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Note this quote, from the story attached...

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* Once again, there will be a chorus screaming "special rights" when *
* the subject of gay bashing being punished as a hate crime arises. *
* But near as anybody can tell, the opportunity to be threatened, *
* humiliated and to live in fear of being beaten to death is the *
* only "special right" our culture bestows on homosexuals. *
**********************************************************************

Gay bashing is a hate crime
By Diane Carman, Denver Post Staff Columnist

Arthur Dong is a gay man who has experienced more than one beating at the hands of homophobic psychopaths. In 1996, he decided to fight back. Video camera in hand, Dong entered the belly of the beast.

What he found was even more horrible than he imagined.

Dong won an award at the Sundance Film Festival for his 1997 documentary, "Licensed to Kill," which features a series of prison interviews with seven men convicted of murdering gay men.

The movie, which screened in Denver last year, allows the murderers to tell their own stories. Some of them had come to realize the severity of their crimes. Some remained unrepentant. Some even recalled their crimes with pride.

But in many ways the most revealing aspect of the film is that it illustrates how a culture that ridicules, dehumanizes and demonizes homosexuals bears shameful responsibility for these crimes.

The verbal taunts and persecution of people because of their sexual orientation are so commonplace they set the stage for murderers who think it's no crime to hate gays and to act on that hate.

In our culture, the victim of gay bashing is considered the sinner. That's why so often the crimes against homosexuals go unpunished until someone is found beaten, burned and tied to a fence post outside of town.

The attack this week on Matthew Shepard, the 21-year-old gay University of Wyoming student, is unusual only in its level of savagery. Since hate crimes laws in Colorado and 28 other states do not cover crimes against homosexuals, vast numbers of these crimes go unreported. Still, FBI data indicate that 11.6 percent of all hate crimes nationally target gays. It's the third largest category of hate crimes reported to the bureau.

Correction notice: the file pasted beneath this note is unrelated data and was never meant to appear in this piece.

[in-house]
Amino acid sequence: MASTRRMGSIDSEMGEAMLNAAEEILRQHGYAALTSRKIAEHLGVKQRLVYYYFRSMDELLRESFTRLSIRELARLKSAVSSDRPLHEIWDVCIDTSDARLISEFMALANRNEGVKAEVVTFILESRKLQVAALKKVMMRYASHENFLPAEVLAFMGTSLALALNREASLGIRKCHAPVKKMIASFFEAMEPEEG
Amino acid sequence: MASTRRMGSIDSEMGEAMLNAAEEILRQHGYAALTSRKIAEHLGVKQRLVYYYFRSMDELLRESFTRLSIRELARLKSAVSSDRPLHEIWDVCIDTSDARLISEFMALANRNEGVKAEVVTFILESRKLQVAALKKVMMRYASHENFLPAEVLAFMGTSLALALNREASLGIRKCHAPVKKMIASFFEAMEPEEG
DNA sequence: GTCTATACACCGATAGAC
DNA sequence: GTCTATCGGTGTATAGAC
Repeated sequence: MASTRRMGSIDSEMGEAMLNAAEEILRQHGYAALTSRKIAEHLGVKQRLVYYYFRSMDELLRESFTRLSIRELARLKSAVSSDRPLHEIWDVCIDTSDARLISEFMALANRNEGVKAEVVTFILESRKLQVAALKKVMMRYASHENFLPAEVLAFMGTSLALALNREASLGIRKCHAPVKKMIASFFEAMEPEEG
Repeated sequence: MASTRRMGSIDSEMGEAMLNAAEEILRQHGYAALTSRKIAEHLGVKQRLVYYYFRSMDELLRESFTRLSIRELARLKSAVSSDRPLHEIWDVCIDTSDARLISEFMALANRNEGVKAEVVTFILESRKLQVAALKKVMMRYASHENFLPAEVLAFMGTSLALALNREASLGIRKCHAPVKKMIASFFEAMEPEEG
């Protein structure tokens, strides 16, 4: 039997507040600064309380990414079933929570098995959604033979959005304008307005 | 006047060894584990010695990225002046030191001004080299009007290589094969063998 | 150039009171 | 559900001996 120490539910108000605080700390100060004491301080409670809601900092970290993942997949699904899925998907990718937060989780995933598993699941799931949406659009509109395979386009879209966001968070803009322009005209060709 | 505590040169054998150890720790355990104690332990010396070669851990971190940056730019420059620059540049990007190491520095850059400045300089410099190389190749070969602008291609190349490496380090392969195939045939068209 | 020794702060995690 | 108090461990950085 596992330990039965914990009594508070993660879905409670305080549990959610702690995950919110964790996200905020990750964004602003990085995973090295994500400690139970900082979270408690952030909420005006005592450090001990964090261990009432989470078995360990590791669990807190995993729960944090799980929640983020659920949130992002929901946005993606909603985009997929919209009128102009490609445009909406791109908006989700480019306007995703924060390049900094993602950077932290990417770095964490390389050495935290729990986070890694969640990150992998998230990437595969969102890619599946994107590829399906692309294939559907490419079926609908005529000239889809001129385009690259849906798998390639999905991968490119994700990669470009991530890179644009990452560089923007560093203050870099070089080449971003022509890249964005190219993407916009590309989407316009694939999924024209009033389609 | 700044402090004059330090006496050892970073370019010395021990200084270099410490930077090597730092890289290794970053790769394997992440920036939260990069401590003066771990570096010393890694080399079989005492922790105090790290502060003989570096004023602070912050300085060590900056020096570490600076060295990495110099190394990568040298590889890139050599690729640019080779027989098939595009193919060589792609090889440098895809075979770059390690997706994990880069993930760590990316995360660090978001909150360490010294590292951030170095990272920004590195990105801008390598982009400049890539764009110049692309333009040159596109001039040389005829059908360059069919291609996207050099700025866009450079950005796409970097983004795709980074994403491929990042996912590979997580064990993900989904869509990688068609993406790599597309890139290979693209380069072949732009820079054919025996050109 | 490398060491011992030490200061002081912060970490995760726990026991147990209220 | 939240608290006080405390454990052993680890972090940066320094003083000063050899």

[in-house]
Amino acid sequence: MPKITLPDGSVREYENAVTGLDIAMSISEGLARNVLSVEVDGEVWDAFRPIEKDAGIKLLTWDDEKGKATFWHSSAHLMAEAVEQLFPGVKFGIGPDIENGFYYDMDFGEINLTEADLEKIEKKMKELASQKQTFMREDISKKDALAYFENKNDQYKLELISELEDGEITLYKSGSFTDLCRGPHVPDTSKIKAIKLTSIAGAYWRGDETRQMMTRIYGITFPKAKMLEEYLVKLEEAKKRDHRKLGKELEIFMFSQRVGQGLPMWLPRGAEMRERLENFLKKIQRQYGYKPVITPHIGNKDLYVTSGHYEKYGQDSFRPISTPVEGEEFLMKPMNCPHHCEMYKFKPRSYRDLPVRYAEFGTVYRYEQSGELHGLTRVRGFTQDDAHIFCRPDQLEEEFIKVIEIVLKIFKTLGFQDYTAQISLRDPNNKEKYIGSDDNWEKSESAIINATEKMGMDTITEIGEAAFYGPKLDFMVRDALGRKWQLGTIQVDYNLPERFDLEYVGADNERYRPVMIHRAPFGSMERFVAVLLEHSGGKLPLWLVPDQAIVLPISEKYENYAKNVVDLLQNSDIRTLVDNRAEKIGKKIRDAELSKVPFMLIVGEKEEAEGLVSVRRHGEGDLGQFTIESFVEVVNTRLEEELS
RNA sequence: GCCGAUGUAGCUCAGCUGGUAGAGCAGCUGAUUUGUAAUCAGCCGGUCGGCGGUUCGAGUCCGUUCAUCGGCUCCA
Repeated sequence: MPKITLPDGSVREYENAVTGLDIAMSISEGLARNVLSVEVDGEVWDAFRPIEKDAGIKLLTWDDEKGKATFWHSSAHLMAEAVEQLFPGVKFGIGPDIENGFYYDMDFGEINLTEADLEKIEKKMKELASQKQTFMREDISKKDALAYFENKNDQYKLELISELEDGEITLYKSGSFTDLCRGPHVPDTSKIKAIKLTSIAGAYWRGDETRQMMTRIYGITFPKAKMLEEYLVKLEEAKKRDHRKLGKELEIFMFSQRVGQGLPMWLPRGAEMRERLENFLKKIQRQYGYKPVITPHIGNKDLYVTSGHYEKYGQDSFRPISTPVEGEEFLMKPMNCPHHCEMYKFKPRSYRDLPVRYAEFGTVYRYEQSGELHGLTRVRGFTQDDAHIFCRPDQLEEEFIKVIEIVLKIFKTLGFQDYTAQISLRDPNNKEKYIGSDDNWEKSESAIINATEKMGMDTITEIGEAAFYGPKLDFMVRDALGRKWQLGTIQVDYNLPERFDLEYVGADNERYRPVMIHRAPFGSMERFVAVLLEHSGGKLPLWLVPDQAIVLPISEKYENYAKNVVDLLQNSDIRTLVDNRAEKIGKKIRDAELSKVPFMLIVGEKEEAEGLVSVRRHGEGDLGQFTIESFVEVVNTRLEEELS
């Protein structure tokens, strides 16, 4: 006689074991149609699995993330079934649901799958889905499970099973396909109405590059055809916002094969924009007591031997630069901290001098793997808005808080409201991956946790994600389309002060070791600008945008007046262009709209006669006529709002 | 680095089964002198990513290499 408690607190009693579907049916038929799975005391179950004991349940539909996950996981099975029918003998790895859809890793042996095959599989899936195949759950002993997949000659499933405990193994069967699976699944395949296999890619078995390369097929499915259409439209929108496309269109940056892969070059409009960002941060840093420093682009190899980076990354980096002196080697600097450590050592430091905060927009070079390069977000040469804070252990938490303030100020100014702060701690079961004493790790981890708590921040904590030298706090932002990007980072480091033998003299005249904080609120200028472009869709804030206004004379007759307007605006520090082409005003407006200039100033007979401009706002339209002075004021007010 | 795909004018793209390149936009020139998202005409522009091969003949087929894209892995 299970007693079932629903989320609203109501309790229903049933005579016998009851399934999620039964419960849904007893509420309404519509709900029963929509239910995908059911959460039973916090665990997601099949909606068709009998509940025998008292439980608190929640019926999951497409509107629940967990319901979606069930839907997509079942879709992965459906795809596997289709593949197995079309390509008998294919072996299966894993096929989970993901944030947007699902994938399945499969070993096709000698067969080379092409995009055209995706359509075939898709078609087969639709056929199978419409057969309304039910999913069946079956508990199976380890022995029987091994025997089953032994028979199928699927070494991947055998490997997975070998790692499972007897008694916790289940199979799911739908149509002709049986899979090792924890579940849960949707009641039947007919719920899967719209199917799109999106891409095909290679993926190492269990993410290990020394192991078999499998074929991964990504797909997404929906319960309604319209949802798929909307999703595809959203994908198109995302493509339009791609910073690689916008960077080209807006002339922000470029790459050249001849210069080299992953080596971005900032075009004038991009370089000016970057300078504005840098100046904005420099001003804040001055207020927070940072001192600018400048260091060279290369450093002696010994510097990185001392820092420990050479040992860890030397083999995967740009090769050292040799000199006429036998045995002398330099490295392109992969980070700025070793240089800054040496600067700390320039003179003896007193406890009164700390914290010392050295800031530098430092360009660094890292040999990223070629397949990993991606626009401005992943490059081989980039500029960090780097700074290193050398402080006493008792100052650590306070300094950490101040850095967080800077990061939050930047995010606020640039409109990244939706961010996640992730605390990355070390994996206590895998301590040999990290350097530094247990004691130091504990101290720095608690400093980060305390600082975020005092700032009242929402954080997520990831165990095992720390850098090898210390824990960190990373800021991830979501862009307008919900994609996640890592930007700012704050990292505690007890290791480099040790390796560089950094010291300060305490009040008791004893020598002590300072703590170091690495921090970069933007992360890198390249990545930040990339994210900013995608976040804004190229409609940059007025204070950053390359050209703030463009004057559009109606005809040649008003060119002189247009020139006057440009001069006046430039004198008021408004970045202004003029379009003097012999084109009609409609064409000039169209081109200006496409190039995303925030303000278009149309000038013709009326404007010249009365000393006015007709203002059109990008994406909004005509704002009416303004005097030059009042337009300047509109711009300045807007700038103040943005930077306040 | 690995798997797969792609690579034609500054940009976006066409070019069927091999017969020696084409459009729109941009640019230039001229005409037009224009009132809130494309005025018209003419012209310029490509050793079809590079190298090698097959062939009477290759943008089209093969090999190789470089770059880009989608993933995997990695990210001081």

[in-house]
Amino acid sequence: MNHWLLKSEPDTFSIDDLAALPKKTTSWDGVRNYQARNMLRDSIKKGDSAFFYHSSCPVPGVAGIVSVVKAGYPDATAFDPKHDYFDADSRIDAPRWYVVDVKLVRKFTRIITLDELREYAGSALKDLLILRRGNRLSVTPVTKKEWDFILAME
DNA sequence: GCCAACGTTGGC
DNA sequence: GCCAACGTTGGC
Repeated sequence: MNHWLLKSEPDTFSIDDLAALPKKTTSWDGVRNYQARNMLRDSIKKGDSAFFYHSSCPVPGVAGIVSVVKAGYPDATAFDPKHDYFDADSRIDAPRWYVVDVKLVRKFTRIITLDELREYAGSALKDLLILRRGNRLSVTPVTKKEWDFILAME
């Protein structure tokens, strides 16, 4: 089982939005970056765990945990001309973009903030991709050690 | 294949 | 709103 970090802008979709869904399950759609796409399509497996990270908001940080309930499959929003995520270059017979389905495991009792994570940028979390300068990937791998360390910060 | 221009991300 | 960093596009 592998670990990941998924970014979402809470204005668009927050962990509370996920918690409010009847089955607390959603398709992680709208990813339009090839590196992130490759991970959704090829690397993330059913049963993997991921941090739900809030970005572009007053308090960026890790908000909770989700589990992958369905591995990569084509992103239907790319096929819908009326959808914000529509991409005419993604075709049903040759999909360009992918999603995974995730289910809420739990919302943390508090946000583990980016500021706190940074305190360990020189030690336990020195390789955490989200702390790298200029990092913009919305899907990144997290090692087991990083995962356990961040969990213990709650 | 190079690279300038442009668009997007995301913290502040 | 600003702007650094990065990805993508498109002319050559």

In June, when the story of the vicious racially inspired murder of James Byrd Jr. of Jasper, Texas, was reported, it horrified Americans. Attorney General Janet Reno called for an investigation to see if federal civil rights laws had been violated. The U.S. House of Representatives voted unanimously to send "heartfelt condolences" to Byrd's family.

There was no argument about what constitutes a hate crime, only collective shame and grief.

That same level of compassion does not exist for the Shepard family. Once again, there will be a chorus screaming "special rights" when the subject of gay bashing being punished as a hate crime arises. But near as anybody can tell, the opportunity to be threatened, humiliated and to live in fear of being beaten to death is the only "special right" our culture bestows on homosexuals.

If you listened to the opponents of laws designating gay bashing as a hate crime, you'd think there really was some fundamental difference between being a black man, who is beaten and dragged behind a truck, and being a gay man, who is beaten, his skull crushed, and left tied to a fence to die.

The only real difference is the epithet the killers use to describe the victim.

The one used for the black man is considered an obscenity so appallingly offensive, it can't be printed in most newspapers.

The one used for the gay man is a common expression. It's familiar in comedy routines, on elementary school playgrounds and on street corners all across America.

Diane Carman's commentaries appear here Tuesday, Thursday and Saturday. E-mail: dicarman@aol.com

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